None of the prior U.S. patents attempts to resolve the problem of cats tracking litter into areas outside of the litter box, by facilitating a louvered ramp that leads to the litter box. Utilizing a louvered ramp in this manner, effectively removes litter from a cat's paws, allowing the dislodged litter to fall through the cracks between the louver boards (slats), into a collection tray. Such a paw cleaning louvered ramp is the essence of this subject invention. The collection tray for use with this invention could be a nearly flat tray, like the tray that is described by U.S. Patent Number 5,992,350 to Fredda Manzo (1999), except that a textured or ridged top surface on the tray is unnecessary and undesirable for use with this subject invention, since such a tray would be needlessly more difficult to clean. An alternative to using a nearly flat tray for collecting the litter, would be to use a tray with high side walls, like the invention described by U.S. Pat. No. 6,367,420 B1 to Lyla Tomlinson (2002). A tray with high side walls could be useful in encouraging a cat to use this paw cleaning louvered ramp invention.

SUMMARY OF INVENTION

This invention relates to the use of litter boxes by domestic cats. This invention facilitates the removal of litter from a cat's paws, so that the removed litter can be collected in a tray situated underneath this invention. The general idea of this invention is to facilitate a louvered ramp, that serves as a cat's paw-cleaning entry and exit ramp, ascending to, and descending from, a cat litter box. The louvered component of this invention, closely resembles a cut-out from the louvered section of a louvered door. Each of the louver boards (slats) acts as a step in the louvered ramp, allowing a cat to ascend and descend the louvered ramp as though it were a stairway. The ridges of the louver boards (slats) help to facilitate the removal of litter from the cat's paws as it descends the louvered ramp. The cracks between adjacent louver boards (slats) allow litter to fall into a tray positioned beneath the louvered ramp.

BRIEF DESCRIPTION OF DRAWINGS

This invention is illustrated in the drawings where:

FIG. 1 is a perspective view of the louvered component of this invention.

FIG. 2 is a perspective exploded view of the louvered component of this invention.

FIG. 3 is a perspective view of the first preferred embodiment of this invention, which uses and includes 2 adjustably sliding hooks to attach the invention to a litter box, thereby elevating one end of the louvered section, to form a louvered ramp.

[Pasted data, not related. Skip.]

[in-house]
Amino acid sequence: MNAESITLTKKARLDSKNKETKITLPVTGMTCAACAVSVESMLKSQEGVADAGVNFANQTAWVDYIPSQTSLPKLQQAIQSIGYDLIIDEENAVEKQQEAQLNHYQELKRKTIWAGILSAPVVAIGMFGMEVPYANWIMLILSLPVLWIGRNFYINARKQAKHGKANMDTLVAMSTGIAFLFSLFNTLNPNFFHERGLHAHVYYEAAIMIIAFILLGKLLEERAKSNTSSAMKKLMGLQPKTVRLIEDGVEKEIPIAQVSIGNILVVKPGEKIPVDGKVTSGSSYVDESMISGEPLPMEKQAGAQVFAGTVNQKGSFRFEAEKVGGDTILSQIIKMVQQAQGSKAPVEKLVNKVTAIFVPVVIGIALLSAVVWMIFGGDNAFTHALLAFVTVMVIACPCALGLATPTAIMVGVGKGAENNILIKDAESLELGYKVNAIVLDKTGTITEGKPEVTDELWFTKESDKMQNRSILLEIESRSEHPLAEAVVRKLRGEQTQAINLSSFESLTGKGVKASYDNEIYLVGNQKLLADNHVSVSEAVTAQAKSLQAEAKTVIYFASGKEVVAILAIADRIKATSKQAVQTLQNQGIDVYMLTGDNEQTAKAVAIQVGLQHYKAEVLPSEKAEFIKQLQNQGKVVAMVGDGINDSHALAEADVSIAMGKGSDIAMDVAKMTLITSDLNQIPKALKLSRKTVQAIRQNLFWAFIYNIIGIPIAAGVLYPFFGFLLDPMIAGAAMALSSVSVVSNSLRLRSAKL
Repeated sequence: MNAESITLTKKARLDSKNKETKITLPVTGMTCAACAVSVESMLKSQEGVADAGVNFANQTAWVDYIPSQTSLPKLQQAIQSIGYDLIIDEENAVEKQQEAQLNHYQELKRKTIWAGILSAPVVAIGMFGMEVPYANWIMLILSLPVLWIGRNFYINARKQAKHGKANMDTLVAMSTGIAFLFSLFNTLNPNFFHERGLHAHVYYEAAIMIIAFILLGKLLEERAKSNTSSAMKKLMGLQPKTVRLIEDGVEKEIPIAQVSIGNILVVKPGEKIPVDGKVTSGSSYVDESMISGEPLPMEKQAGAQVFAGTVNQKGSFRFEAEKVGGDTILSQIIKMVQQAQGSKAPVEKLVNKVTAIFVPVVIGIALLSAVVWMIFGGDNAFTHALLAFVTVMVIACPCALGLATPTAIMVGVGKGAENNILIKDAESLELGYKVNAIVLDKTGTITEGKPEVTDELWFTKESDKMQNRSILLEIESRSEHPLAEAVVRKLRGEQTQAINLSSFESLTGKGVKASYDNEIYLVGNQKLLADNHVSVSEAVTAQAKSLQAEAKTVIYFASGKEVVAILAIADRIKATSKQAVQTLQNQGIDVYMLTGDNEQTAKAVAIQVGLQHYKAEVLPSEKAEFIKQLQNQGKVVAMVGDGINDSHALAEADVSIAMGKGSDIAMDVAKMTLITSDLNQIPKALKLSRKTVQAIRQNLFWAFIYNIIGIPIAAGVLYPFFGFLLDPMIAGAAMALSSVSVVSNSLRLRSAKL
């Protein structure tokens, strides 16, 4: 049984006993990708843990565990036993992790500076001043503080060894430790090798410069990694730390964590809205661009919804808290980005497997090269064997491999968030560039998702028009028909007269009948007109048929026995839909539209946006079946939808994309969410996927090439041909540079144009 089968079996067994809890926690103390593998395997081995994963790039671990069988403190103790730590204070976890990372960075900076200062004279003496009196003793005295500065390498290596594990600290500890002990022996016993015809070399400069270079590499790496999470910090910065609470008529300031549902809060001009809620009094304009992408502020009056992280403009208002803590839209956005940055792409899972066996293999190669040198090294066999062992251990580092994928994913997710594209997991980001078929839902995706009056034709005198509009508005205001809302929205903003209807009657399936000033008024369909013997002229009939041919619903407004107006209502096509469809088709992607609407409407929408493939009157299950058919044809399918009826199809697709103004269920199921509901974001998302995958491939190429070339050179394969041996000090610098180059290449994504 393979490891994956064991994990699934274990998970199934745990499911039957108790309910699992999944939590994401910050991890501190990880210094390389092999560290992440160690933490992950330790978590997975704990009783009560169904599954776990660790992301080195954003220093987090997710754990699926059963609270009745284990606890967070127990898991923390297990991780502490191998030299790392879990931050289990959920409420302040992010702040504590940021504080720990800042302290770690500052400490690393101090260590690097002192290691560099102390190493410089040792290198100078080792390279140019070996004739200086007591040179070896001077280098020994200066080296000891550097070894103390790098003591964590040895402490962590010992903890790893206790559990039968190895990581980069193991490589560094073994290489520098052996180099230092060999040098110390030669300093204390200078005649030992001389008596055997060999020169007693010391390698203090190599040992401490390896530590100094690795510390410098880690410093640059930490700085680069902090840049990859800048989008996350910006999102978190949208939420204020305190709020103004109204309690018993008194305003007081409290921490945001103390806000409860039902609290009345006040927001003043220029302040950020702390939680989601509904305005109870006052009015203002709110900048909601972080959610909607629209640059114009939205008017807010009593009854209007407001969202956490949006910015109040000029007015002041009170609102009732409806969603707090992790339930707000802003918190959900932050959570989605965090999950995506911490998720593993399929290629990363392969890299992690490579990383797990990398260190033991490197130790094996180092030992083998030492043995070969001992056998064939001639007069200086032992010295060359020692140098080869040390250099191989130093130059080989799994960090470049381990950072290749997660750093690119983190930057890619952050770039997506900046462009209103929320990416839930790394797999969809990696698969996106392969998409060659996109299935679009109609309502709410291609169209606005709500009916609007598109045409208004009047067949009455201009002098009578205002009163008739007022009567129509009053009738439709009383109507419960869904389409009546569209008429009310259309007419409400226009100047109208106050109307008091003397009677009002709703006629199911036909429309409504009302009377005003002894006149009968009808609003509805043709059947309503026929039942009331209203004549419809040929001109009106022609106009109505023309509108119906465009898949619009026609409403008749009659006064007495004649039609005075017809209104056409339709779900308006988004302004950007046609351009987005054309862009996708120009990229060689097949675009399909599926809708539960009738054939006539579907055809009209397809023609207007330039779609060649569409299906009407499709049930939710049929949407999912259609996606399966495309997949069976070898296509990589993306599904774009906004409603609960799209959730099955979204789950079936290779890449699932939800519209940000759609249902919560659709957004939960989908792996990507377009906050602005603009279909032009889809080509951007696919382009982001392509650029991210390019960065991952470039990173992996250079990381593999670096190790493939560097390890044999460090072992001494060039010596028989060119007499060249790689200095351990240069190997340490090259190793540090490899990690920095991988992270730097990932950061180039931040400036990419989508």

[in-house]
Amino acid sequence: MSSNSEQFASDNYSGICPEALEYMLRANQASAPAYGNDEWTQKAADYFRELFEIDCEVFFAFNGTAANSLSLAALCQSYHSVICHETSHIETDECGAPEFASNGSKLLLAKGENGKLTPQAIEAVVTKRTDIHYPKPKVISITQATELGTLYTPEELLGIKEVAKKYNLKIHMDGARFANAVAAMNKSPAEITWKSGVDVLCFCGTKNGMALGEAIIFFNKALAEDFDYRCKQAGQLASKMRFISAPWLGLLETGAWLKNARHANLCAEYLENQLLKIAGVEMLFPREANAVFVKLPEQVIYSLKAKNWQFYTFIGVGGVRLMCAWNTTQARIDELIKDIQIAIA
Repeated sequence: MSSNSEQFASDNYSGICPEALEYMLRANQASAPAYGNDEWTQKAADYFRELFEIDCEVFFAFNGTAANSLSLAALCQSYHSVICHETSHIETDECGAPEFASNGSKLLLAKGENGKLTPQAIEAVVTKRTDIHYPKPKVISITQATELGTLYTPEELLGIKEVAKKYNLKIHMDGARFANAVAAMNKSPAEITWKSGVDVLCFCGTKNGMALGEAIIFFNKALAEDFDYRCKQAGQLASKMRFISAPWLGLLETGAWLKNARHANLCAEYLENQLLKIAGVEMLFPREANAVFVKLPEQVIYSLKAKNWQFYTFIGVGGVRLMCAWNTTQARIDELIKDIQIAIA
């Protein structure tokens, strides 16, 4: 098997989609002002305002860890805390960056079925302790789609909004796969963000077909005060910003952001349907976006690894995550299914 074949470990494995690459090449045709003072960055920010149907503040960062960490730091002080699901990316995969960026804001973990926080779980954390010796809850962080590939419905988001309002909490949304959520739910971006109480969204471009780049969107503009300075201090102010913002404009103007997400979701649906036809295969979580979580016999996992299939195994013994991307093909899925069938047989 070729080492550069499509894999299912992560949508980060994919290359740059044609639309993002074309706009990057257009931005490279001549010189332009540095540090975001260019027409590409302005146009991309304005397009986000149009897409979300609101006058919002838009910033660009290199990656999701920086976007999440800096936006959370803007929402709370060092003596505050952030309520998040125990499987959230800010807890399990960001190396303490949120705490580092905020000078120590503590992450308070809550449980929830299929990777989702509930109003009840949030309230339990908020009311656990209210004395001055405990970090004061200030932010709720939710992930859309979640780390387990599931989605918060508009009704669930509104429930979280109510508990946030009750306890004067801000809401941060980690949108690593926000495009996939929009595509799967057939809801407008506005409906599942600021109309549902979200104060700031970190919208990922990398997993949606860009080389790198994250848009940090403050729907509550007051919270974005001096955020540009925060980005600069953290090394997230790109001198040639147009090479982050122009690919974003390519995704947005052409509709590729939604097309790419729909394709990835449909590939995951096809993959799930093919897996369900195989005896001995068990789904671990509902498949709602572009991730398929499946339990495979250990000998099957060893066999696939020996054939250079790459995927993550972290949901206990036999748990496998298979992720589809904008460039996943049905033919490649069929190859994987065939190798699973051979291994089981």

FIG. 4 is a perspective view of the second preferred embodiment of this invention, which uses and includes 2 right triangles to elevate one end of the louvered section, to form a free standing louvered ramp.

DETAILED DESCRIPTION

This invention relates to the use of litter boxes by domes-tic cats. This invention facilitates the removal of litter from a cat's paws, so that the removed litter can be collected in a tray situated underneath this invention. The general idea of this invention is to facilitate a louvered ramp, that serves as a cat's paw-cleaning entry and exit ramp, ascending to, and descending from, a cat litter box.

The first preferred embodiment of this invention is illustrated in FIG. 3. It uses and includes 2 adjustably sliding hooks to attach the invention to a litter box, thereby elevating one end of the louvered section, to form a louvered ramp. The second preferred embodiment of this invention is illustrated in FIG. 4. It uses and includes 2 right triangles to elevate one end of the louvered section, to form a free standing louvered ramp. Both of the preferred embodiments of this invention utilize a louvered section, which will be referred to as the louvered component of this invention.

The louvered component of this invention, closely resembles a cut-out from the louvered section of a louvered door. See FIG. 1 for a perspective view of the louvered component of this invention. This louvered component could be molded from plastic in one piece, or could be constructed from sub-components out of plastic or wood, as illustrated by FIG. 2, which shows a perspective exploded view of the louvered component. The sub-components consist of 2 opposing parallel rectangular columns (1), and a plurality of parallel, equally spaced, and equally angled, louver boards (slats)(2) that extend perpendicular to, and between, the 2 opposing parallel rectangular columns (1). Both of the opposing parallel rectangular columns (1) are formed with a plurality of slanted recesses (3) on one side. Each of the plurality of louver boards (slats)(2) is glued and inserted at each end into corresponding slanted recesses (3) of the opposing parallel rectangular columns. Each of the louver boards (slats)(2) acts as a step in the louvered ramp, allowing a cat to ascend and descend the louvered ramp as though it were a stairway. The ridges of the louver boards (slats)(2) help to facilitate the removal of litter from the cat's paws as it descends the louvered ramp. The cracks between adjacent louver boards (slats)(2) allow litter to fall into a tray positioned beneath the louvered ramp.